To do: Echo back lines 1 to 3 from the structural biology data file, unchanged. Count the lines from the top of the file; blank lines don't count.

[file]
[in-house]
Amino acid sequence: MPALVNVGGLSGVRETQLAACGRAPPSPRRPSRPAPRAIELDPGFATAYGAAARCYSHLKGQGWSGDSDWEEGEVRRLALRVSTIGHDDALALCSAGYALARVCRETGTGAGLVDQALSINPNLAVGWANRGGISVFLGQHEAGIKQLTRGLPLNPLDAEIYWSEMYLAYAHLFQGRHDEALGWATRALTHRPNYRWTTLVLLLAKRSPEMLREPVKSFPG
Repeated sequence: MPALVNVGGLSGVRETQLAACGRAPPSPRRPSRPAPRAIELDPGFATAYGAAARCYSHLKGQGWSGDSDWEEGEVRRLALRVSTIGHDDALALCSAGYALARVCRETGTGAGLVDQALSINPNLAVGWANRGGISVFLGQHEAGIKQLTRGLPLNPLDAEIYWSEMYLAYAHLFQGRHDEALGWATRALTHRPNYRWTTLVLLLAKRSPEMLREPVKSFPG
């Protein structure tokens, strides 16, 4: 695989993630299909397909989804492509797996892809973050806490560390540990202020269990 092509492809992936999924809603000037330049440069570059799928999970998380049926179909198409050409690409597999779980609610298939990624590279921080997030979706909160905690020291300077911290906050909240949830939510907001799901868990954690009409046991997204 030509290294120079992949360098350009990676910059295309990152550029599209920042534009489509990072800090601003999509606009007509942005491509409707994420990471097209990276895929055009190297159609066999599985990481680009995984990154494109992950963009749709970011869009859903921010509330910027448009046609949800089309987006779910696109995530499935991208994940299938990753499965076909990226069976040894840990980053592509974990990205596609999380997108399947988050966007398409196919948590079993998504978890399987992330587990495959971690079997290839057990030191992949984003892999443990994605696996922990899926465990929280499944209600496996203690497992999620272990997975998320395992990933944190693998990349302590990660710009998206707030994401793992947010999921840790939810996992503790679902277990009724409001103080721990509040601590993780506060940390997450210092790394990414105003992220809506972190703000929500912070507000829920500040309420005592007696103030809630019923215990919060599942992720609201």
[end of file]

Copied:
[in-house]
Amino acid sequence: MPALVNVGGLSGVRETQLAACGRAPPSPRRPSRPAPRAIELDPGFATAYGAAARCYSHLKGQGWSGDSDWEEGEVRRLALRVSTIGHDDALALCSAGYALARVCRETGTGAGLVDQALSINPNLAVGWANRGGISVFLGQHEAGIKQLTRGLPLNPLDAEIYWSEMYLAYAHLFQGRHDEALGWATRALTHRPNYRWTTLVLLLAKRSPEMLREPVKSFPG
Repeated sequence: MPALVNVGGLSGVRETQLAACGRAPPSPRRPSRPAPRAIELDPGFATAYGAAARCYSHLKGQGWSGDSDWEEGEVRRLALRVSTIGHDDALALCSAGYALARVCRETGTGAGLVDQALSINPNLAVGWANRGGISVFLGQHEAGIKQLTRGLPLNPLDAEIYWSEMYLAYAHLFQGRHDEALGWATRALTHRPNYRWTTLVLLLAKRSPEMLREPVKSFPG